Nov 13th, 2019, 10:57 PM

The Lebanese Awakening

By Ariane Petit
Lebanese Protest in Paris. Image Credit: Muriel Pichon
Lebanese Citizens Protest Worldwide Against Corrupt Government

During the war, thousands of Lebanese immigrated to countries around the world. This is probably why everyone has that one Lebanese friend in their entourage. Even if they love to talk about their country and how proud they are of being Lebanese, they are also currently involved in a deeper political discussion regarding their  government.

Uniting in protests around the world, the Lebanese population is fed up. Not only do they have a slow economy but the country also has corruption at all levels. The current movement is an accumulation of social, political and economic factors, but first started on October 17th when the government announced that they would add a tax to WhatsApp calls. With a population that still does not have proper access to electricity, clean water or even an actual recycling system, the tax seemed absurd. 

Image of the protest, Image Credit: Muriel Pichon

Claims on gender equality concerning women’s rights is another issue that has gained momentum in the current movement. In Lebanon, if a woman is married to a foreigner, she can not give her citizenship to her children or husband. This inability to pass on citizenship on the basis of being a woman has resulted in increased discrimination which families are finally demonstrating resistance to.

As the movement grows, the politicians are beginning to be impacted by the population-wide resistance. Cities all around the world with a significant Lebanese populations have gathered in the hundreds and even thousands to show their support for their country. These cities include San Francisco, Washington, New York City, Sydney, Montréal, London and, of course, Paris where more than 2,000 peoples gathered on October 20 in the rain at Trocadéro.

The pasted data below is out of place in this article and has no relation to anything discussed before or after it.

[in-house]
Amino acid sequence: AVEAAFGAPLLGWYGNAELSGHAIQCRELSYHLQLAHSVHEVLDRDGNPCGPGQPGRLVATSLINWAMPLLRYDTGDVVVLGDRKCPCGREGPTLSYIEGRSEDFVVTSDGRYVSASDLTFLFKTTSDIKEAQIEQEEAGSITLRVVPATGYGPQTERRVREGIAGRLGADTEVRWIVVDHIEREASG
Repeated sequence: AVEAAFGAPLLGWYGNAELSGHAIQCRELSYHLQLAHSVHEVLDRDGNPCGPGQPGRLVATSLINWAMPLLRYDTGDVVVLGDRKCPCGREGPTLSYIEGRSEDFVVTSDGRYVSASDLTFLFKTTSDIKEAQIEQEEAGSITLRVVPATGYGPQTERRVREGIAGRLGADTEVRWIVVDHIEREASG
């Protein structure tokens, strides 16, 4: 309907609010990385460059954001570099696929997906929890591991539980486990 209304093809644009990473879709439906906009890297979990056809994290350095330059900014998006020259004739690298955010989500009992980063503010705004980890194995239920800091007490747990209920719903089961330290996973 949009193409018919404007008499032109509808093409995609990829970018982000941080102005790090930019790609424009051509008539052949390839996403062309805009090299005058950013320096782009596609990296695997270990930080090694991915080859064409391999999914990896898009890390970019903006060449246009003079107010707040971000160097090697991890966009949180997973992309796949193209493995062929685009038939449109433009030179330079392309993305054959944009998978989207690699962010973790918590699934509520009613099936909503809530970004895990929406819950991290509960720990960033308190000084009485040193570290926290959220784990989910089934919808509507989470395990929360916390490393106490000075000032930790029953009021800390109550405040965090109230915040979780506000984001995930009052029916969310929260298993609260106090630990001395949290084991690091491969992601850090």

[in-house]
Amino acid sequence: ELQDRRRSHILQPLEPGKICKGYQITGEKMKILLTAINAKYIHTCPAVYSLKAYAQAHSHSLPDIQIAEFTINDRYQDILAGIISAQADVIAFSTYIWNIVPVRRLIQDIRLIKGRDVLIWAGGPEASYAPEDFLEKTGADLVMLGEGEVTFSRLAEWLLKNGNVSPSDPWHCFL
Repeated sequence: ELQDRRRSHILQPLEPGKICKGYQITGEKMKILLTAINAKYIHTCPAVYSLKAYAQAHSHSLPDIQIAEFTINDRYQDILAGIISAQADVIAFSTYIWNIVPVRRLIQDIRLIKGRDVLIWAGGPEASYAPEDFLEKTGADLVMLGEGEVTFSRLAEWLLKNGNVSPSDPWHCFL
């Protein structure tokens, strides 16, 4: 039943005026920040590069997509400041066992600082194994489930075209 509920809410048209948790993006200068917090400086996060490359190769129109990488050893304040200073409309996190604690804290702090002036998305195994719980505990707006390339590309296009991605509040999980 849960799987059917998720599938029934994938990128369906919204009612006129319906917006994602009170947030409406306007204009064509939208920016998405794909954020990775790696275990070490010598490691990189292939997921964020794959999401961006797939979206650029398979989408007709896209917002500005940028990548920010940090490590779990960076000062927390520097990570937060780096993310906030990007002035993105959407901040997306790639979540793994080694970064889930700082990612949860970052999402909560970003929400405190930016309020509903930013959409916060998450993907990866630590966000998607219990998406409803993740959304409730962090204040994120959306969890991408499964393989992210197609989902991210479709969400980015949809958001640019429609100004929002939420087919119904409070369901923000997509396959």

Image of the protest. Image Credit: Muriel Pichon


The protests have caused the current Prime Minister to resign. In response, Namir, a French-Lebanese student studying in London says, “he probably quit for his image but I don’t believe this will change anything, he wasn’t the problem. However, this showed that the revolution is actually doing something.” When asked, another French-Lebanese student, who prefer to remain anonymous also showed optimism about the protest and believed that they could bring about positive change. Specifically, she would like to see "a government that will provide its nation with its basic needs, whether adequate public schools, public hospitals, electricity and clean water. We want political figures that will place their people and nation, above their personal interest."

Hopeful that their efforts will disband government corruption, students, workers and entire families have taken to the streets to demonstrate their resistance to the current government. Yet, as the country approaches its fifth week of protest, it seems that social change in Lebanon is still moving slowly.